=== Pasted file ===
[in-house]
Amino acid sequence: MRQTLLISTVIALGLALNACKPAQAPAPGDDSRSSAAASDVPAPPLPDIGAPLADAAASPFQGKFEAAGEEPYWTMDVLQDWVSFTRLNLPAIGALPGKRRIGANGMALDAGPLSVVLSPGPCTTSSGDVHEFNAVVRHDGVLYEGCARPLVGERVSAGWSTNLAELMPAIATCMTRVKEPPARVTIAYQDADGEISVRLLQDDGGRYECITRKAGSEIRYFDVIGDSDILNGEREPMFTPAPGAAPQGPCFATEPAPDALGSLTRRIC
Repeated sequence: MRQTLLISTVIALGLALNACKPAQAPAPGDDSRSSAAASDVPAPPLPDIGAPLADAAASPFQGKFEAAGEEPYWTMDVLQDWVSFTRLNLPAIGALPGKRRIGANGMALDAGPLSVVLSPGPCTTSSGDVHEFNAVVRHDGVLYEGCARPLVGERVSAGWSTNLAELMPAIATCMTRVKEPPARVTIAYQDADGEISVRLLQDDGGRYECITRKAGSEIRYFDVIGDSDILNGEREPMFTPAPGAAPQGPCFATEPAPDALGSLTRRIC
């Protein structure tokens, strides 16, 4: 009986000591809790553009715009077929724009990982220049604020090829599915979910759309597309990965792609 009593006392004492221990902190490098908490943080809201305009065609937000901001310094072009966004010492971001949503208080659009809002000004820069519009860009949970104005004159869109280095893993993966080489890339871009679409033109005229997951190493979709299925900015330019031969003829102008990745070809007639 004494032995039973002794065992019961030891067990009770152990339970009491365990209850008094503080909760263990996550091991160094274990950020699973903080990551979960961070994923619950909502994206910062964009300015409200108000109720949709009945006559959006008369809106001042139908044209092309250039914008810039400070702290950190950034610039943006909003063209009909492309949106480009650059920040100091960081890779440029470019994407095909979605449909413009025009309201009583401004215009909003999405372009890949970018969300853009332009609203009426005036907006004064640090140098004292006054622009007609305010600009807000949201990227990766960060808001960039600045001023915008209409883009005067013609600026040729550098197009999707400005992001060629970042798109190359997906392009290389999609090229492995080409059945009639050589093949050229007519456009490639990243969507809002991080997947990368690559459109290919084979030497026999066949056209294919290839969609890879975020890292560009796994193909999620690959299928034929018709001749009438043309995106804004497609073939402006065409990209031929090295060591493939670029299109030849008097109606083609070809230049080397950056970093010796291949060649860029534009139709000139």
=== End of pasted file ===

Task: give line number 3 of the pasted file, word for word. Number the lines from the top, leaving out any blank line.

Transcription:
Repeated sequence: MRQTLLISTVIALGLALNACKPAQAPAPGDDSRSSAAASDVPAPPLPDIGAPLADAAASPFQGKFEAAGEEPYWTMDVLQDWVSFTRLNLPAIGALPGKRRIGANGMALDAGPLSVVLSPGPCTTSSGDVHEFNAVVRHDGVLYEGCARPLVGERVSAGWSTNLAELMPAIATCMTRVKEPPARVTIAYQDADGEISVRLLQDDGGRYECITRKAGSEIRYFDVIGDSDILNGEREPMFTPAPGAAPQGPCFATEPAPDALGSLTRRIC